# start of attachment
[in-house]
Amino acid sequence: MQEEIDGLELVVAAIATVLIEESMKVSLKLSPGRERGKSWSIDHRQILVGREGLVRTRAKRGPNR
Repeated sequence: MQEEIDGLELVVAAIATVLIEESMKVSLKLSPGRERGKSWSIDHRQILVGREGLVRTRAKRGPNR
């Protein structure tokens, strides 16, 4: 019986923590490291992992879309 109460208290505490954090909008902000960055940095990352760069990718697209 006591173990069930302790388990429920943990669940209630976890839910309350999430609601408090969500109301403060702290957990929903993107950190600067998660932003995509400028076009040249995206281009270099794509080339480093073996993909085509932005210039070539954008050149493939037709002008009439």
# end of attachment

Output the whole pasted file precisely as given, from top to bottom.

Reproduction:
[in-house]
Amino acid sequence: MQEEIDGLELVVAAIATVLIEESMKVSLKLSPGRERGKSWSIDHRQILVGREGLVRTRAKRGPNR
Repeated sequence: MQEEIDGLELVVAAIATVLIEESMKVSLKLSPGRERGKSWSIDHRQILVGREGLVRTRAKRGPNR
């Protein structure tokens, strides 16, 4: 019986923590490291992992879309 109460208290505490954090909008902000960055940095990352760069990718697209 006591173990069930302790388990429920943990669940209630976890839910309350999430609601408090969500109301403060702290957990929903993107950190600067998660932003995509400028076009040249995206281009270099794509080339480093073996993909085509932005210039070539954008050149493939037709002008009439």